First: Another page out of the book I’m writing, “1001 ways to exploit your ‘disability'”:
A BC government worker prefers to wear shorts to work. When his employer demanded that all employees wear pants for safety reasons (Which is the norm in a lot of workplaces I have been in) he complained that his varicose veins were irritated when he wears pants. Voila! He now has a human right to wear shorts to work.
The BC Human Rights Tribunal is entertaining this silliness. And truly disabled people across the country groan and slap their foreheads.
Second: An Ontario law student claims that Veganism should be a protected creed under the Code. Honestly, I do have a shred of sympathy for this one; the vegans that I know are pretty religious about it, and I think it’s reasonable that one’s religious dietary restrictions should be respected within reason for law-abiding citizens in public institutions like hospitals. Prisoners, on the other hand, should just be content that the taxpayer is actually feeding them anything.
Third: I’m actually disappointed that the anti-Semitic comic Dieudonné will not be coming to Canada for his scheduled shows. Not because I agree with anything this lunatic has to say, but more to test the mettle and impartiality of our provincial and federal censors. If Mark Steyn receives a public rebuke in Ontario and several days of hearings in BC for writing a piece critical of Muslims, and Guy Earle was put in the proverbial stocks for putting down some homosexual hecklers, you’d imagine Dieudonné would be symbolically tied to the bumper of Barbara Hall’s hybrid Hummer and dragged through the city, would you not?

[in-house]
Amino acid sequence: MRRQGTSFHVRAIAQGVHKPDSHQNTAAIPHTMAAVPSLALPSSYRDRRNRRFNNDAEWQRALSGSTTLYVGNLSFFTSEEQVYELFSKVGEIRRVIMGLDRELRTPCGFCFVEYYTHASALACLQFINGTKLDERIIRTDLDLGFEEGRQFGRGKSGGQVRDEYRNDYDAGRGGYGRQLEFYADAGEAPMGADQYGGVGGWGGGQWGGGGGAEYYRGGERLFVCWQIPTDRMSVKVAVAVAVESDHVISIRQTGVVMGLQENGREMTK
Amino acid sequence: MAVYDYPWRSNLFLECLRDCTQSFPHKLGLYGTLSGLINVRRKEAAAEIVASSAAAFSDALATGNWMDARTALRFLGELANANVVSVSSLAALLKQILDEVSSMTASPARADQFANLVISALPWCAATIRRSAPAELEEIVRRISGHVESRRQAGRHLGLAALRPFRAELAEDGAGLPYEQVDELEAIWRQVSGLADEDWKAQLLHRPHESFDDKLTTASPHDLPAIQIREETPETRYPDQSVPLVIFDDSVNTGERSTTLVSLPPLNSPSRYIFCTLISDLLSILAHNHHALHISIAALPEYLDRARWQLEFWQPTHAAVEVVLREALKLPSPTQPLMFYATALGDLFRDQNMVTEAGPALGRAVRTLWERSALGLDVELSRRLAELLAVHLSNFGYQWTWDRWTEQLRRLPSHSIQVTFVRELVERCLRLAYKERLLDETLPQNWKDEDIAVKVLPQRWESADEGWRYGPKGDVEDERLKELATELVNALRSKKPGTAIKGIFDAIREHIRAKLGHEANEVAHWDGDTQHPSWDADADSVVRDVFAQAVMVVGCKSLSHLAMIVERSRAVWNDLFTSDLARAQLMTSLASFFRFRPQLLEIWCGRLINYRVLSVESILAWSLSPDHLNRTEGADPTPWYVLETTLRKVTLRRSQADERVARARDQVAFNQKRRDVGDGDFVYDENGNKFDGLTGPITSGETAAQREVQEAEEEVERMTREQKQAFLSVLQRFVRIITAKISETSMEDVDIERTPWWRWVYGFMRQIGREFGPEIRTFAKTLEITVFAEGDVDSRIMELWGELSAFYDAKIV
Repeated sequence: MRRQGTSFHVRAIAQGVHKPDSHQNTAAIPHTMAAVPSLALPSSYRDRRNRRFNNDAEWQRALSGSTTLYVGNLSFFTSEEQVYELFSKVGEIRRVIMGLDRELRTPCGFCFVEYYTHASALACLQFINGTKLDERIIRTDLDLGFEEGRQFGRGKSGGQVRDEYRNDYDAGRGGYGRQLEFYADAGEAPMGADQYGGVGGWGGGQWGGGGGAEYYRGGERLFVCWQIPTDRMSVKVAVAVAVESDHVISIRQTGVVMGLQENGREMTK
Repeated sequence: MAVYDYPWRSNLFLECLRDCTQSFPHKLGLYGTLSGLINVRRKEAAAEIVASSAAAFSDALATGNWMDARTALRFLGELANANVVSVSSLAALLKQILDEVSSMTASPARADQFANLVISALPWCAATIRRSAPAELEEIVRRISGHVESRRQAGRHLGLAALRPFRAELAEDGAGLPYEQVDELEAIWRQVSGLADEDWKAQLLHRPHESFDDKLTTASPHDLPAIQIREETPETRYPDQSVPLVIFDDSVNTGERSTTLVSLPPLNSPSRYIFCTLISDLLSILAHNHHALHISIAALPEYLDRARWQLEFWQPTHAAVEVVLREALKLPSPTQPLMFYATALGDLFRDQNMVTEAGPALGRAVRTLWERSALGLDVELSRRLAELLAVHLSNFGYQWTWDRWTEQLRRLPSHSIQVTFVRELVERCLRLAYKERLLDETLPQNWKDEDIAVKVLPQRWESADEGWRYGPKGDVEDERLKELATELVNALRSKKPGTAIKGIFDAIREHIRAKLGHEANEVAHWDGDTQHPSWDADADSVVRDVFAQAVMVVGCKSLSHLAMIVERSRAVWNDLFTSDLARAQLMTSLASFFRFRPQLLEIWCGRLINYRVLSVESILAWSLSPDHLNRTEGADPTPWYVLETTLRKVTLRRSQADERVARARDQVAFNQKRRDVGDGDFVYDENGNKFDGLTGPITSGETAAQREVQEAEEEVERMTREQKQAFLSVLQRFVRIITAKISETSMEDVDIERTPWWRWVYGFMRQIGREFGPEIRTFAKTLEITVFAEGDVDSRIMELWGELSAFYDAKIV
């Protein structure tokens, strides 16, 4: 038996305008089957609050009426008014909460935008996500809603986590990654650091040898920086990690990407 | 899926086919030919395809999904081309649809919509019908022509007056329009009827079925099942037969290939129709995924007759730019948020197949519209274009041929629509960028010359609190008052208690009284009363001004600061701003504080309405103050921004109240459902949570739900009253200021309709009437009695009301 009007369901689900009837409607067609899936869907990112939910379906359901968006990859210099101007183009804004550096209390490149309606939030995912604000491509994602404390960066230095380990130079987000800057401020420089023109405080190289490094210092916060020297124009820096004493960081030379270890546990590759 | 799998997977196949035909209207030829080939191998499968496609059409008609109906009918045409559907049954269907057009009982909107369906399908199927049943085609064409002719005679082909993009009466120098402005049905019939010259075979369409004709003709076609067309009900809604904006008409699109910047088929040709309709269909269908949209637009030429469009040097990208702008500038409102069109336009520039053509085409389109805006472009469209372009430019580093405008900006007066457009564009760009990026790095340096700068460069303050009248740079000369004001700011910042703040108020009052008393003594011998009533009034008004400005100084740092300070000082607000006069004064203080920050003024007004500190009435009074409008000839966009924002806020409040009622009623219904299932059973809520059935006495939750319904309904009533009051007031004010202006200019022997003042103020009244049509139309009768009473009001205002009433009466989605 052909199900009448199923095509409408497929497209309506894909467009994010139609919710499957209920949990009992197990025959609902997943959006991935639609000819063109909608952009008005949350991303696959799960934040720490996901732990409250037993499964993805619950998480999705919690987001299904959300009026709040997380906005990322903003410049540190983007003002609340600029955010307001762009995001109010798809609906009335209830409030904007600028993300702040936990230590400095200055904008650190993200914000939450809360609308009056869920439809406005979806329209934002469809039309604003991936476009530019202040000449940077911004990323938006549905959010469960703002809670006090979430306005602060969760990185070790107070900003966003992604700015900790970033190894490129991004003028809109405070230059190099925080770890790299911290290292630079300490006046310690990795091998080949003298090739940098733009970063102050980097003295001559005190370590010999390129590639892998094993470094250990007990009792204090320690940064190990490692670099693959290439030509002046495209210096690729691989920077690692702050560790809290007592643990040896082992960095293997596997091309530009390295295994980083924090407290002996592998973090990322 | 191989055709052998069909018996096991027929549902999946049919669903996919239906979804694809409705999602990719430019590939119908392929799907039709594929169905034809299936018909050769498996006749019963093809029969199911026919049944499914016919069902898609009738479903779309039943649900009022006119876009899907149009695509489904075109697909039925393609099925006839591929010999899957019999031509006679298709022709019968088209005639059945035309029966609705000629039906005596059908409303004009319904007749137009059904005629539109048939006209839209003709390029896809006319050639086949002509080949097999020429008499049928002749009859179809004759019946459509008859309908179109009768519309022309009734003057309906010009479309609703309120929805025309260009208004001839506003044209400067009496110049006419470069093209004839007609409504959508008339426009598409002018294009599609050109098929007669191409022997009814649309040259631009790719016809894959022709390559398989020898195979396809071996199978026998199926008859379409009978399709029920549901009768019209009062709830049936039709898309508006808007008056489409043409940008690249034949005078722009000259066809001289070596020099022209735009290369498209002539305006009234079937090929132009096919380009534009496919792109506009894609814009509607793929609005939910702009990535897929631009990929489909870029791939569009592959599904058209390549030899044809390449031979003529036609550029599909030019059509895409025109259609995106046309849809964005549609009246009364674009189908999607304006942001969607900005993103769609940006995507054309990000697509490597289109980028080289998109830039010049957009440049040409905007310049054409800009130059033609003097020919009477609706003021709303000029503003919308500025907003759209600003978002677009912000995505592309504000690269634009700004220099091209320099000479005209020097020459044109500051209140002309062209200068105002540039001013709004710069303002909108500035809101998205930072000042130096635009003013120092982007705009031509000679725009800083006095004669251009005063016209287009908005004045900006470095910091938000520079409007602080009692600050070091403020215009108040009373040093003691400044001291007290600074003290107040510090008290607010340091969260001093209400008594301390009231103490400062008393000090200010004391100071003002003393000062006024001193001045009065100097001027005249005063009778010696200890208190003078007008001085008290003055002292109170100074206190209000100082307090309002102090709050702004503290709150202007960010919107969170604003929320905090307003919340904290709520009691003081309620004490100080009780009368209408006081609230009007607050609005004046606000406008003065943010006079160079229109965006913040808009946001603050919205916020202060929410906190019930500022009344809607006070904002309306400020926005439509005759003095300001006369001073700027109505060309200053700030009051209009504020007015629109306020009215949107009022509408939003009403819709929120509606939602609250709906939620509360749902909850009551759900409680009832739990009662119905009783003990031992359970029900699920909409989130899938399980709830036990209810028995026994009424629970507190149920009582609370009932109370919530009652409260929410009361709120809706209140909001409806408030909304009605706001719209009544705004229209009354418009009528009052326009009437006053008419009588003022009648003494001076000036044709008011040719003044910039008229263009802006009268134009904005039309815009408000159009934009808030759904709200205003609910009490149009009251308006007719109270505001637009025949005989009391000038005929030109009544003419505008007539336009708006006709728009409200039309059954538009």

Fourth: Among several other points of argument, there is one aspect to this Toronto Star editorial by the AODA that is particularly disingenuous. The author makes an erroneous assumption that all human rights complainants are automatically victims. It ignores the presumption of innocence. It also ignores the fact that often the respondents are victims of vexatious or spurious complaints, and often have had their human rights under the Code violated as well. Slanting the process towards the complainants is simply a miscarriage of justice, any way you look at it.
Fifth: I’ll give Paul Schneidereit of the Herald the last word on the T-shirt fracas, in a well-worded, balanced editorial forwarded to me by a loyal reader.
I’m no human rights expert, but it strikes me if you need an expert to tell you what could be “reasonably interpreted” from a five-word message, perhaps that’s a clue that someone, somewhere has, um, over-reacted.